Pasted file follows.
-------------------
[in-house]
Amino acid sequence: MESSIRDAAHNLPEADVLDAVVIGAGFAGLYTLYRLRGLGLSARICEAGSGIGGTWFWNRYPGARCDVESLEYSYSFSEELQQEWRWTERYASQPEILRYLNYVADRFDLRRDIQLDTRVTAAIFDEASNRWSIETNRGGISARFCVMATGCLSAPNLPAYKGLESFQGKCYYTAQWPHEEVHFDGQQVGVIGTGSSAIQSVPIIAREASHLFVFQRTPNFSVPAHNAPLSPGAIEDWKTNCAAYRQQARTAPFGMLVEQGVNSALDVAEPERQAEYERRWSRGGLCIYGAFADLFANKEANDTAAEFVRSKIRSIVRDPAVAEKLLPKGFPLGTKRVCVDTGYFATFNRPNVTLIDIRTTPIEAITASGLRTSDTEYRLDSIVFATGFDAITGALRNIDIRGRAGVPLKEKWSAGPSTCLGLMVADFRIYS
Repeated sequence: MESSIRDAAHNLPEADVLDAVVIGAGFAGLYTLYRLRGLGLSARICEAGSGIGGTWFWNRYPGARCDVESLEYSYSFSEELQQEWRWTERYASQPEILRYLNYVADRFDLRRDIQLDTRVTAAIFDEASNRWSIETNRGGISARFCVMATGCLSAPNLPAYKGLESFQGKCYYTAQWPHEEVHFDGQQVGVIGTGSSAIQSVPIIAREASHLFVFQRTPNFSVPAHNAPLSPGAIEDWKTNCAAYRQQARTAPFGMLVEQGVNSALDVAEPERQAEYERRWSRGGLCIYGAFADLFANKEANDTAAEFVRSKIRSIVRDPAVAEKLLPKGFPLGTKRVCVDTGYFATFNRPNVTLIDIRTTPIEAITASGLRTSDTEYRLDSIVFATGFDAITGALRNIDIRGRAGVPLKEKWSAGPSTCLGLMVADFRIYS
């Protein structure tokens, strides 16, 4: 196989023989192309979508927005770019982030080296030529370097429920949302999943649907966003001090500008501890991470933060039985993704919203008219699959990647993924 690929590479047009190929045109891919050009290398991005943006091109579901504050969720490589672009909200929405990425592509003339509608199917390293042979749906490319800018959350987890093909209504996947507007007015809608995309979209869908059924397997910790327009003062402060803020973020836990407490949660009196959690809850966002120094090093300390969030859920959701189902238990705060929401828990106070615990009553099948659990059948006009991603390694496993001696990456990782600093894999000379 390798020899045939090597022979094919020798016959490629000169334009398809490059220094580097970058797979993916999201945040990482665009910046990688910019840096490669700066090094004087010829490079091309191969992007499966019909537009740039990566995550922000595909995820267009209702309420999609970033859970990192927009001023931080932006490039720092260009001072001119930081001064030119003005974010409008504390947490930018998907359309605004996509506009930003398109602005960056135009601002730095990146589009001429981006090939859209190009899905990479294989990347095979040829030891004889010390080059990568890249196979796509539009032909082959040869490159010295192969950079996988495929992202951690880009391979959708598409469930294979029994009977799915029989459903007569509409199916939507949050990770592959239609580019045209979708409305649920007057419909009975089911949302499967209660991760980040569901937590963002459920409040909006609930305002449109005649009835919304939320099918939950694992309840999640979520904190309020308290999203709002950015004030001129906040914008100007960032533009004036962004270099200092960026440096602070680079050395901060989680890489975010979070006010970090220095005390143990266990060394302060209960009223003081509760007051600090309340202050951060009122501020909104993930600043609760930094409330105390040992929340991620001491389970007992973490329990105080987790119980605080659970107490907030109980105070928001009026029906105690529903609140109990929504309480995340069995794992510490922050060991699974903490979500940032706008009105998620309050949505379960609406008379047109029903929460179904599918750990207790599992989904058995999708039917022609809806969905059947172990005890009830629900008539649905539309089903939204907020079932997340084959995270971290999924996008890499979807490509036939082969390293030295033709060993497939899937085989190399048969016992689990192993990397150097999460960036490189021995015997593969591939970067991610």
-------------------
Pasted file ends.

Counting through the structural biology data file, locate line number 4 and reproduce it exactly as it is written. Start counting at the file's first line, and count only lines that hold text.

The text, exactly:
């Protein structure tokens, strides 16, 4: 196989023989192309979508927005770019982030080296030529370097429920949302999943649907966003001090500008501890991470933060039985993704919203008219699959990647993924 690929590479047009190929045109891919050009290398991005943006091109579901504050969720490589672009909200929405990425592509003339509608199917390293042979749906490319800018959350987890093909209504996947507007007015809608995309979209869908059924397997910790327009003062402060803020973020836990407490949660009196959690809850966002120094090093300390969030859920959701189902238990705060929401828990106070615990009553099948659990059948006009991603390694496993001696990456990782600093894999000379 390798020899045939090597022979094919020798016959490629000169334009398809490059220094580097970058797979993916999201945040990482665009910046990688910019840096490669700066090094004087010829490079091309191969992007499966019909537009740039990566995550922000595909995820267009209702309420999609970033859970990192927009001023931080932006490039720092260009001072001119930081001064030119003005974010409008504390947490930018998907359309605004996509506009930003398109602005960056135009601002730095990146589009001429981006090939859209190009899905990479294989990347095979040829030891004889010390080059990568890249196979796509539009032909082959040869490159010295192969950079996988495929992202951690880009391979959708598409469930294979029994009977799915029989459903007569509409199916939507949050990770592959239609580019045209979708409305649920007057419909009975089911949302499967209660991760980040569901937590963002459920409040909006609930305002449109005649009835919304939320099918939950694992309840999640979520904190309020308290999203709002950015004030001129906040914008100007960032533009004036962004270099200092960026440096602070680079050395901060989680890489975010979070006010970090220095005390143990266990060394302060209960009223003081509760007051600090309340202050951060009122501020909104993930600043609760930094409330105390040992929340991620001491389970007992973490329990105080987790119980605080659970107490907030109980105070928001009026029906105690529903609140109990929504309480995340069995794992510490922050060991699974903490979500940032706008009105998620309050949505379960609406008379047109029903929460179904599918750990207790599992989904058995999708039917022609809806969905059947172990005890009830629900008539649905539309089903939204907020079932997340084959995270971290999924996008890499979807490509036939082969390293030295033709060993497939899937085989190399048969016992689990192993990397150097999460960036490189021995015997593969591939970067991610």